Okay, it’s prom night and my son has told me, don’t worry dad, I am the designated driver, I am not going to drink too much! Whoa there “Dude”, there are a couple of things you may need to know when you are going to be the “sober designated driver”.
Since you are underage as in not twenty-one, you cannot have ANY alcohol in your system. And since your friends are probably going to act like complete idiots, there is a small, yet large, chance your friends will draw attention to your car. So you can pretty much plan on getting pulled over. NHTSA, that is the National Highway Traffic Safety Administration has done multiple studies to lead them to believe that one in ten that is 1/10th of ten percent of the drivers of automobiles driving after dark on a weekend are drinking and driving.
It does not take a rocket scientist to predict that if an officer sees a car load of teenagers driving at night on a weekend might be drinking. In essence, you are a target. The CHP and the local police departments will try to come up with any reason to pull you over. Imaginary weaving within the lanes. Crossing over the control line at the light. Pulling a U-turn where there are multiple lines on the road. Rolling a stop sign. Or the classic, “your license plate light was not working.” Whatever it is, they want an opportunity to check out the situation. It was not that long ago when they were in high school, so maybe they are wondering if it is still the same on prom night.
V.C. 23136(a) and VC 23136(b) state, in pertinent part, that notwithstanding the fact that VC 23152(a) and VC 23152(b) make it illegal to drive while impaired by alcohol and drugs, and unlawful to drive with a B.A.C. of .08% or greater, you may be cited for driving with a blood-alcohol concentration or 0.01 percent or greater, as measured by a preliminary alcohol screening test or other chemical test. And furthermore, as stated above, this does not bar you from being arrested straight away for DUI.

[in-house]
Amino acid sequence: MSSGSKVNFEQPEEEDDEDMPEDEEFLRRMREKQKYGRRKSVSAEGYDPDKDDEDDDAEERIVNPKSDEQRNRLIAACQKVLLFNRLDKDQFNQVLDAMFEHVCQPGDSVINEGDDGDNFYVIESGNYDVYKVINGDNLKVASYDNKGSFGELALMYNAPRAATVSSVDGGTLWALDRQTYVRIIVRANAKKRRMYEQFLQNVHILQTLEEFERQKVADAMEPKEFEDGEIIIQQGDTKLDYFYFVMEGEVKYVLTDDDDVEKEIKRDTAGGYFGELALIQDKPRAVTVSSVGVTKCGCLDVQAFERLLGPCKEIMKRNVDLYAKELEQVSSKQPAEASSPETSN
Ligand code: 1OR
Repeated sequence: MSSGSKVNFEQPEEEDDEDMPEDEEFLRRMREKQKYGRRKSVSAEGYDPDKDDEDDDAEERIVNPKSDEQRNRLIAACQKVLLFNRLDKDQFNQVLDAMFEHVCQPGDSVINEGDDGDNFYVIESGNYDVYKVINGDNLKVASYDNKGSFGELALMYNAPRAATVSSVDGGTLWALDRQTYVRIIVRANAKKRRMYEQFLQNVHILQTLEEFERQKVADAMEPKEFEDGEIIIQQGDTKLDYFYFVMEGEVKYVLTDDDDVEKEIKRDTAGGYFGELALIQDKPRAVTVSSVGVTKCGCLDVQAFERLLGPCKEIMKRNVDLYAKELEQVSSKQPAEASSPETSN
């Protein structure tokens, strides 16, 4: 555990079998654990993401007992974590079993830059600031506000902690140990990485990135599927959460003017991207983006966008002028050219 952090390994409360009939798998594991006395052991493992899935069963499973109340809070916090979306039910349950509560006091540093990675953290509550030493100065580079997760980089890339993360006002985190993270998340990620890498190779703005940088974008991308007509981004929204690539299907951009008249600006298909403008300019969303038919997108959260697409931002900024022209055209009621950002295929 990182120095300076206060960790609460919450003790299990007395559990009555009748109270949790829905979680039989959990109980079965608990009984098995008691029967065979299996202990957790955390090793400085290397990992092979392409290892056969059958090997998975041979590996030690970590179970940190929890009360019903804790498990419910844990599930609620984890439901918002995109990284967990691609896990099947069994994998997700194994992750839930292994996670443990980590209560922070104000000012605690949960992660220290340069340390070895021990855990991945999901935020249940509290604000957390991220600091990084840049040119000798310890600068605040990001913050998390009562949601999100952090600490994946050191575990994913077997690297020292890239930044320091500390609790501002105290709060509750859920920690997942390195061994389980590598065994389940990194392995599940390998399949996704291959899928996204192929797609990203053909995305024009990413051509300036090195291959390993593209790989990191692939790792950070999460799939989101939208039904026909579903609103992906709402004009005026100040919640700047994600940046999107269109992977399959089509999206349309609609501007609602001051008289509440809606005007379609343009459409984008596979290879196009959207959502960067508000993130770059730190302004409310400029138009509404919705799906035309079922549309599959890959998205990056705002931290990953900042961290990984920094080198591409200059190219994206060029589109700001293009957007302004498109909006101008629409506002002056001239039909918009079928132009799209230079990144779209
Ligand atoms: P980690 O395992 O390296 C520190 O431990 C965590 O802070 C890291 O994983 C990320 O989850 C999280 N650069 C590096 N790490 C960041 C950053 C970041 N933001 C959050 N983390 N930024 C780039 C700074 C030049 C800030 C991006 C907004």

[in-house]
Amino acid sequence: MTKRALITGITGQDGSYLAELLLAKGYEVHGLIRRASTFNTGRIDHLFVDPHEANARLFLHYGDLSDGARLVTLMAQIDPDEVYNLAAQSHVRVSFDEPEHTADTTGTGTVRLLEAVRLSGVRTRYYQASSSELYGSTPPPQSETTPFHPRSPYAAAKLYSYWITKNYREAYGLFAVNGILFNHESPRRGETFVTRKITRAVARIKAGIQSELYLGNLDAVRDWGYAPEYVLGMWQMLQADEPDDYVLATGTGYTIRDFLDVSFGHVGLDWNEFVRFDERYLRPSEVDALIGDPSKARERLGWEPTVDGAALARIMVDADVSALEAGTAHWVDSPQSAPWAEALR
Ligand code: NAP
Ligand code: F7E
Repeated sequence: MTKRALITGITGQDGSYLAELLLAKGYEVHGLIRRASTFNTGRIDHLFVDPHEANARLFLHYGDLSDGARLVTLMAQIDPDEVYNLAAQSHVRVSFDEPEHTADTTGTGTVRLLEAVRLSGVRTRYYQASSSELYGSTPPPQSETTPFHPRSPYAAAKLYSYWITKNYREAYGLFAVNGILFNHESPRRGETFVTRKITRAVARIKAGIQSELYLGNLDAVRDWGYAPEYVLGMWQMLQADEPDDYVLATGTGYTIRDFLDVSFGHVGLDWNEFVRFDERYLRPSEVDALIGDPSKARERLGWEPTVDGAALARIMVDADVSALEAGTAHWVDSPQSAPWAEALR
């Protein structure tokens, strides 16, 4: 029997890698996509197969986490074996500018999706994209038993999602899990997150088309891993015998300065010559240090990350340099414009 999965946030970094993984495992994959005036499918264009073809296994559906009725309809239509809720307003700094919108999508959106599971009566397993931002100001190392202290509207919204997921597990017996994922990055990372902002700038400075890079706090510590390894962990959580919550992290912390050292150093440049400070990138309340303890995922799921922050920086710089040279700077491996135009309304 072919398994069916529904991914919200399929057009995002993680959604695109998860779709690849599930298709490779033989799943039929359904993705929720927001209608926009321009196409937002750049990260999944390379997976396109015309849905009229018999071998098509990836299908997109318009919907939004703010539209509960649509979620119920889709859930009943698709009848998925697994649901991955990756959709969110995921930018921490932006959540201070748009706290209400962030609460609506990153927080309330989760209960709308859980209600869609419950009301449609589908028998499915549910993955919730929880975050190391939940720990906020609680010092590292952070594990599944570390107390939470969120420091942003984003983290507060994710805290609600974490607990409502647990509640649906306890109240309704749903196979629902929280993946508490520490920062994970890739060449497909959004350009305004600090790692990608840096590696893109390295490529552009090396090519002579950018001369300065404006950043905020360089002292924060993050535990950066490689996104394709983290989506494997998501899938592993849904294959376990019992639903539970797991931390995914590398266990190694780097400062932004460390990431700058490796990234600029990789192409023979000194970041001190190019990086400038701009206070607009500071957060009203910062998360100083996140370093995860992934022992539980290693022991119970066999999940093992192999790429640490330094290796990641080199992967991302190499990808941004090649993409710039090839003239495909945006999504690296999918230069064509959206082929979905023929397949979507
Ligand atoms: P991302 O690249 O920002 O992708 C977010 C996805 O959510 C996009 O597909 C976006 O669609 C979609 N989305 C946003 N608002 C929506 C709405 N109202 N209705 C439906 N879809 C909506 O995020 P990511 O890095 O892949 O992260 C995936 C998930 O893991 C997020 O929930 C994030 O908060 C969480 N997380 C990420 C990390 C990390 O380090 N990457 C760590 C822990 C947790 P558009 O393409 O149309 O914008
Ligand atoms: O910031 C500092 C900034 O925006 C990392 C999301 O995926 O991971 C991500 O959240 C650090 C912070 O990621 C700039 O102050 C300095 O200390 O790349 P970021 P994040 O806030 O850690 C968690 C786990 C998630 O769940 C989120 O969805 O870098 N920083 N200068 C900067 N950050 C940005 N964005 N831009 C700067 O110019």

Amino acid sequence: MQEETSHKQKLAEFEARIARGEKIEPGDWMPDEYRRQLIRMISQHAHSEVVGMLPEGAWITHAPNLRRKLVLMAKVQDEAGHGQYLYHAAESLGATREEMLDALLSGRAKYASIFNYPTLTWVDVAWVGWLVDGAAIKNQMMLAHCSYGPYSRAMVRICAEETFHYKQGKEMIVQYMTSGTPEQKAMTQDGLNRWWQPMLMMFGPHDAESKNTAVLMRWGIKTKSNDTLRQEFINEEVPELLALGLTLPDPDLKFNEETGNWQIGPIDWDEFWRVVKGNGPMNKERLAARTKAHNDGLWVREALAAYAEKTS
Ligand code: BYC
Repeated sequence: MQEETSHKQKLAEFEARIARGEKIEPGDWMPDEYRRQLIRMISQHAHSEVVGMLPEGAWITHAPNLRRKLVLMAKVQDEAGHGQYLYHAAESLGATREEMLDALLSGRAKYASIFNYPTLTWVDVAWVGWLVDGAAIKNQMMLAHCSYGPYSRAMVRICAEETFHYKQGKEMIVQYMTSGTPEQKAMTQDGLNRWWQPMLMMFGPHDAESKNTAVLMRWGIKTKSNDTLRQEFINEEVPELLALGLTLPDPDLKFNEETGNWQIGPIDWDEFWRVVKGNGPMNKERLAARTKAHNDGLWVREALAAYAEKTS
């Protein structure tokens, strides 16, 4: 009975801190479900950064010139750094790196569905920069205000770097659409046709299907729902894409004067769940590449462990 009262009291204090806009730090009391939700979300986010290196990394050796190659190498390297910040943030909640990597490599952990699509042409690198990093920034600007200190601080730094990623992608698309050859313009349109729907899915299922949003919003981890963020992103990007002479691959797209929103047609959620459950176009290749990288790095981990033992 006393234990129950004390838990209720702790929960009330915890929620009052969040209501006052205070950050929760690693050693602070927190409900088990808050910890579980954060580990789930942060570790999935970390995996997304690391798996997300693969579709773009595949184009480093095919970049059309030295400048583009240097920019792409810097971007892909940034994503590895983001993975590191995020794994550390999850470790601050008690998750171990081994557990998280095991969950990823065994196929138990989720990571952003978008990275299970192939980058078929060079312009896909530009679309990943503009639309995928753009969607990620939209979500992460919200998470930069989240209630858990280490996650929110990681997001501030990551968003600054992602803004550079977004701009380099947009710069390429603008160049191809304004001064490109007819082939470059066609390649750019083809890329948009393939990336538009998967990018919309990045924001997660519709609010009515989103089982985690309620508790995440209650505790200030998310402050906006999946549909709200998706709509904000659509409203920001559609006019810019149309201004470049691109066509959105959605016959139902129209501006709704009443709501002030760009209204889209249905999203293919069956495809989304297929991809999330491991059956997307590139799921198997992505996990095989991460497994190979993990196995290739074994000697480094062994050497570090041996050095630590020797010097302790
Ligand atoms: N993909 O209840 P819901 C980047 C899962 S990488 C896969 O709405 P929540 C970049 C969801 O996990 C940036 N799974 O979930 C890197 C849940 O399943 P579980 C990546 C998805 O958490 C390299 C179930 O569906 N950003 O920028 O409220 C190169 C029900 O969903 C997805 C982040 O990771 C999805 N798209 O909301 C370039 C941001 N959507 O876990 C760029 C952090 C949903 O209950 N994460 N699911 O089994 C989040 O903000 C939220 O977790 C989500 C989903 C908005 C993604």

All of the legal jargon really means that even if you have a few sips of beer, or as most people call it, “a can of beer” you are going to be cited. You may be saving your friends from a train wreck, automobile accident, falling off a cliff, and various other dangerous activities, but you will be the one who gets in trouble.
I recently had a client that truly was rescuing his friends from certain disaster, but he had a measurable amount of alcohol and was written up. So after our firm was retained, we fought tooth and nail to save him from the jaws of the DMV in the Admin Per Se process arguing that the margin of error with a breathalyzer is .02% and that the benefit of the doubt goes to the accused. Calibration logs, toxicologists and many hours studying the niceties of Title 17 and Sections 13353, 13353.1, 13388, 13389, and 13353.2 to no avail with the DMV.
The result is a one-year suspension of your driving privileges which may be harder on your parents than it is your child.
Our firm will submit a request for review to the DMV to have a supervisor look over the DMV hearing officer’s findings. And a writ to the Superior Court is a possibility for a remedy to the harsh reality of becoming dependent on your parents to get anywhere just after they painstakingly taught you how to drive, get your probationary hours in and finally your written and driving test completed successfully only to have you put it all in jeopardy for one beer.
Finally there is the request for an application for critical need restriction [Section 1335.8(a) VC] license wherein it is imperative that you show the DMV that the parents and/or public transportation simply is not available to get you to school. It is a long an arduous process that requires skill full writing and a handsome dose of pure luck to obtain.
San Diego Defenders has been successful in more than our fair share of these underage battles. But parents, and teenagers, please take heed, it is as difficult as a pure DUI even at the underage level of the lifesaving teenager meaning well.